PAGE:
U.S. intelligence analysts have told the White House that the Russian goal is to help the Syrian military retake the besieged city of Aleppo so that Moscow can resume talks on Syria’s future on vastly stronger terms.

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WASHINGTON — Russia is using the waning days of the Obama administration to strengthen President Bashar Assad’s hold on power, expand the territory he controls in Syria and constrain the options of the next U.S. president in responding to the civil war, according to a number of U.S. officials and Russian analysts.

The strategy of President Vladimir Putin of Russia, they say, is to move aggressively in what he sees as a prime window of opportunity — the four months between now and the 2017 presidential inauguration — when Putin calculates that the departing President Obama will be unlikely to intervene in the escalating Syrian conflict and a new U.S. president who might consider a tougher policy will not yet be in office.

“Putin is in a hurry before the American elections,” said Nikolai Petrov, a political scientist in Moscow. “The next American president will face a new reality and will be forced to accept it.”

U.S. intelligence analysts have told the White House that the Russian goal is to help the Syrian military retake the besieged city of Aleppo so that Moscow can resume talks on Syria’s future on vastly stronger terms, according to administration officials who asked not to be identified because they were discussing classified assessments.

Lending credence to that assessment, a senior U.S. intelligence official said Monday that the Russian and Syrian attacks that have been carried out since the Syrian government declared an end to a short-lived cease-fire on Sept. 19 have been some of the deadliest since the conflict began.

Divining Putin’s intentions has always been more art than science, but there is every indication that he sees Syria as a strategic interest. Russia’s intervention in the war represents the Kremin’s most important military foothold in the Middle East in decades and has enabled Moscow to showcase the military’s ability to project power.

The intervention has also enabled Moscow to stand by an ally, Assad, and to some extent carry out operations against the Islamic State group and Nusra Front, the terrorist groups that are the ostensible targets of Russia’s deployment in Syria.

The Syrian military has its weaknesses, including a manpower shortage that precludes it from securing the entire country and which has forced the Assad government to rely on fighters from Hezbollah, the Lebanese militia, Shiite fighters from Iraq and Afghanistan and Iranian advisers, along with Russian air power. So far the Assad government’s territorial gains have been minimal.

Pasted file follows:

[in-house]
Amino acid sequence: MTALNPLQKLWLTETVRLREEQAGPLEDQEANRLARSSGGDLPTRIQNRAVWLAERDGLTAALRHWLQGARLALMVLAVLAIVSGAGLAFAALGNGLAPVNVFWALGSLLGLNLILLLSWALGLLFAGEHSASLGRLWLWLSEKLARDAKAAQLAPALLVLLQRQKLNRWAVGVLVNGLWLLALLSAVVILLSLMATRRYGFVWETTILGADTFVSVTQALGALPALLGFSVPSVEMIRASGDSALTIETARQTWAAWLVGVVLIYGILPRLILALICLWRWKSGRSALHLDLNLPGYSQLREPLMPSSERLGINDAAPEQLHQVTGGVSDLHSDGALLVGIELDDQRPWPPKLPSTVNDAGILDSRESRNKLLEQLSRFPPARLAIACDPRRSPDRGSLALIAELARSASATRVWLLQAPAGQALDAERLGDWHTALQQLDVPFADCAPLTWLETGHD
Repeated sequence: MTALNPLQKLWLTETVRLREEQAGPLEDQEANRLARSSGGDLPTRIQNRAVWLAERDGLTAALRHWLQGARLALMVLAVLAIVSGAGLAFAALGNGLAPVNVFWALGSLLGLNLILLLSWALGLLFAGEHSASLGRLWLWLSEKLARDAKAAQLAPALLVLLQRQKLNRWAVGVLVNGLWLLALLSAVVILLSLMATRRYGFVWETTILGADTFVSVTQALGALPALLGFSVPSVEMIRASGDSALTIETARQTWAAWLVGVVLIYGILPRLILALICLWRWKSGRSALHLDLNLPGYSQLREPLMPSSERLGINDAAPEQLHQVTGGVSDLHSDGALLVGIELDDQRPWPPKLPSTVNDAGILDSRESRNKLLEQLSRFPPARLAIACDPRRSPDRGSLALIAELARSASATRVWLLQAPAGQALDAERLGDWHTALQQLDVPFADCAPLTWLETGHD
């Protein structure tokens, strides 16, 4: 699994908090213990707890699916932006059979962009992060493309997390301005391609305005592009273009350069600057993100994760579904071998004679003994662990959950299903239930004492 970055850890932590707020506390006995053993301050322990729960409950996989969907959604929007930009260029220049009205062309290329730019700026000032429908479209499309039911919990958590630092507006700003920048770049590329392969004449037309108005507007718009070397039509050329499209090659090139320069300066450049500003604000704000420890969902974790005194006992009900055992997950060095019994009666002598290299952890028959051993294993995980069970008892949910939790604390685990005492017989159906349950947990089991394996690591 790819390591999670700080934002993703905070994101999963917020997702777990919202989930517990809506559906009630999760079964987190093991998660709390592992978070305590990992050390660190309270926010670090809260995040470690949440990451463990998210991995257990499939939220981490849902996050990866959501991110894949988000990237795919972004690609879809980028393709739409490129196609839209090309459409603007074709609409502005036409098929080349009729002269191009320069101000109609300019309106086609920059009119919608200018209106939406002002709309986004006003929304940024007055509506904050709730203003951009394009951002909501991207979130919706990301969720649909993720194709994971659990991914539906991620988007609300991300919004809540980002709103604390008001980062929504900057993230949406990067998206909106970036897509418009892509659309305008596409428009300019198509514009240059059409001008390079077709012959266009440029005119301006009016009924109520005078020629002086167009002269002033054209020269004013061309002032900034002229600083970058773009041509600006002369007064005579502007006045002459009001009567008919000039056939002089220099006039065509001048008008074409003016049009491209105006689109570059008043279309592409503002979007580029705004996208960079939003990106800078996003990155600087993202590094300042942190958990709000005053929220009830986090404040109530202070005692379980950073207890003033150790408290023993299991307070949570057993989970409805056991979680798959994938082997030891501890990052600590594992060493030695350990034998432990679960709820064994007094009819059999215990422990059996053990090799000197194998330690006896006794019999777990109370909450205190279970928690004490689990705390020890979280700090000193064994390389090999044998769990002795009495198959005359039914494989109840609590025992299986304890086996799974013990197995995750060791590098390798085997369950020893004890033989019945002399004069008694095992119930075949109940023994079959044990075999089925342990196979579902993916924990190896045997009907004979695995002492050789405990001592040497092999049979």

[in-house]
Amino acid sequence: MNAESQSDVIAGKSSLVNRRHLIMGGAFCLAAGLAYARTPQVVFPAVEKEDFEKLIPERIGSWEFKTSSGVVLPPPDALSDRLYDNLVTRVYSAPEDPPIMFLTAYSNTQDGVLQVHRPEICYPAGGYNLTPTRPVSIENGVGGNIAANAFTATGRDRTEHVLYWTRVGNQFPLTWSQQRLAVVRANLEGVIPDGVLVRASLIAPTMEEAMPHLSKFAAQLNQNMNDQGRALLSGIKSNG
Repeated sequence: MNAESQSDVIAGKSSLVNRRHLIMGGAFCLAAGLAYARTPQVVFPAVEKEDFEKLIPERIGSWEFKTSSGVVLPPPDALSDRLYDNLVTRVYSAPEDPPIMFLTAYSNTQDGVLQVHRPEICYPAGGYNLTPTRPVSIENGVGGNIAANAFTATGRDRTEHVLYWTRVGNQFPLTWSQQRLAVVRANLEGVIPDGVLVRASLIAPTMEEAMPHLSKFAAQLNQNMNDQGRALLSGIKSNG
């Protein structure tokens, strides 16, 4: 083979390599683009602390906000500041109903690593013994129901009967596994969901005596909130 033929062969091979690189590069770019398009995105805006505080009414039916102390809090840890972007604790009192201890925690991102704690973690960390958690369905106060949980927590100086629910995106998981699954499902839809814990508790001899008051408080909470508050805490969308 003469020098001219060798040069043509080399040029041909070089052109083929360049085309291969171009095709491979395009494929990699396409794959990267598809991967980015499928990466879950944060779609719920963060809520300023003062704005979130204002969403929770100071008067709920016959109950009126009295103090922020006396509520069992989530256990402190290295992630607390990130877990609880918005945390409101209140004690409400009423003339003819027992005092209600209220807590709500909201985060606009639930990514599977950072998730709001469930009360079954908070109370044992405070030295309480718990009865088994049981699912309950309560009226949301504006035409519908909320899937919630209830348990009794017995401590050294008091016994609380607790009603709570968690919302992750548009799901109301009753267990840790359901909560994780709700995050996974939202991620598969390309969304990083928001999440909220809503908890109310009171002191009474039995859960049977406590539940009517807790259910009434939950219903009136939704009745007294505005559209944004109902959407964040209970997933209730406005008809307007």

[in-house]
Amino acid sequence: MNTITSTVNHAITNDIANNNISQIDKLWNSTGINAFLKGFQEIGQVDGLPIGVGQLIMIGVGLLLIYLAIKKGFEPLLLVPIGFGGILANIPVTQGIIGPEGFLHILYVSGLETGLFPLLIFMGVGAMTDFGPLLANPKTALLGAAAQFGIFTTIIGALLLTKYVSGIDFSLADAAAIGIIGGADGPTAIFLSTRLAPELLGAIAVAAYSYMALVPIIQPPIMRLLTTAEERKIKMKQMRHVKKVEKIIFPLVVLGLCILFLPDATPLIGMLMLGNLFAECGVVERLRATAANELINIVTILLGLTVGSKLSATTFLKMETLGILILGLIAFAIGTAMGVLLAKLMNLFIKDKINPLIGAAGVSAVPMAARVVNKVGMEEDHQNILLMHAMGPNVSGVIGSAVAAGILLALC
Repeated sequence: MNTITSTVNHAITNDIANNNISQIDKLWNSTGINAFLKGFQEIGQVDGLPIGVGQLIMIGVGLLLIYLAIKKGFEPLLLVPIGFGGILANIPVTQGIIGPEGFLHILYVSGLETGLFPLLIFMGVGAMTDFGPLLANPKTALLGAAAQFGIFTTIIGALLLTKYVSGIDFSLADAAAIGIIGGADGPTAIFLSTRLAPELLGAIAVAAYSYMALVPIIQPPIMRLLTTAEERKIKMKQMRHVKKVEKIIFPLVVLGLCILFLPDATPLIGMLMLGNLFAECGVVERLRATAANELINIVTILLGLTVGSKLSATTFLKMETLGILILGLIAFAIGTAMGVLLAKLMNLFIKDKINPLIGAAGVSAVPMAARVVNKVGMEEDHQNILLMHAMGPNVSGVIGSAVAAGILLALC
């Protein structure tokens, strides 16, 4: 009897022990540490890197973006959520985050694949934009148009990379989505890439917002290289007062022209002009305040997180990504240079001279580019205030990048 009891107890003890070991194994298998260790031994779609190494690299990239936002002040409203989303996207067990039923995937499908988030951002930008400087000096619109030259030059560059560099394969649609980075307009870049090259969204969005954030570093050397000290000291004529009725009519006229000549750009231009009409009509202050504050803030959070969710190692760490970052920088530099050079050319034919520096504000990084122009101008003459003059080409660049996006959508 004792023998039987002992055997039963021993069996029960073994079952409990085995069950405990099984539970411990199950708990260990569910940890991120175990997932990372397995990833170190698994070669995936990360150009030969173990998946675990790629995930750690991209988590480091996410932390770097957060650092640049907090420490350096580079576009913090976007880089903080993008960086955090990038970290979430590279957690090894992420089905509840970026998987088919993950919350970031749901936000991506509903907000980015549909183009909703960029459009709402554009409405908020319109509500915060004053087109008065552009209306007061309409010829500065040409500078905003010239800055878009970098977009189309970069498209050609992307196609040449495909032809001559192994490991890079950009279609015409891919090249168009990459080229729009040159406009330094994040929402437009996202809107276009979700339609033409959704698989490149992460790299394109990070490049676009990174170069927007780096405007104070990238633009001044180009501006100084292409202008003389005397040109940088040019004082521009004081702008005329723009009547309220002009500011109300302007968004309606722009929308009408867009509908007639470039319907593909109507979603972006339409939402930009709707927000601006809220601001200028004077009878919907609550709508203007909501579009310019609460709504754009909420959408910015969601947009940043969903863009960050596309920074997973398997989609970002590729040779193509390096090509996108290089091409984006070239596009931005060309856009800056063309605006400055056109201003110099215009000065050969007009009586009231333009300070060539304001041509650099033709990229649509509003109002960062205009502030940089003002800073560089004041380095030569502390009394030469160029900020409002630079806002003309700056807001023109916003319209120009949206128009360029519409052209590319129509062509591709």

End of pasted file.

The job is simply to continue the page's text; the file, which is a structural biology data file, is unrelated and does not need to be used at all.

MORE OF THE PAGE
But Russia is trying to help Syrian forces take the rebel-held area of eastern Aleppo in hopes that it will significantly set back the opposition, enlarge the areas that Assad controls and put the Kremlin in a stronger position to shape the political talks, should they ever resume.

Under this scenario, the Syrian government would control five major population centers: Damascus, Homs, Hama, Aleppo and Latakia.

“It is possible that the end state is going to be something where there is a military stalemate but the regime is in the command position,” said Robert Ford, a former U.S. ambassador in Damascus and a former envoy to the Syrian opposition who is now a fellow at the Middle East Institute in Washington, D.C. Should the Syrian regime be successful, he added, “I don’t think the opposition will surrender — they are not going to stop fighting — but they will be marginalized.”

The Obama administration has used air power to safeguard areas of northern Syria where U.S. advisers are operating, although the Pentagon has steadfastly refused to call it a no-fly zone.

After Syrian warplanes dropped bombs in August near U.S. Special Forces on the ground, the Pentagon warned the Syrians to stay away. U.S. F-22 fighter jets drove home the message by patrolling the area.

But a successful Russia-Syria offensive on Aleppo would redraw the map in important ways and could complicate any plans for further U.S. military action in Syria.

This was not the outcome the White House envisioned a year ago when the Russians began to build up their air forces in Syria.

At first, the State Department sought to block the deployment by asking Bulgaria and other nations to close their airspace.

But the White House soon concluded that it was pointless to try to stop the Russian buildup, and some officials even thought it might even push Moscow toward a search for a political solution.

Now that talks for a reduction of violence and access to humanitarian aid have failed, the White House has renewed its considerations of military options, including airstrikes to deter the Assad government from trying to take Aleppo. But Obama has long been wary of getting drawn deeper into the conflict.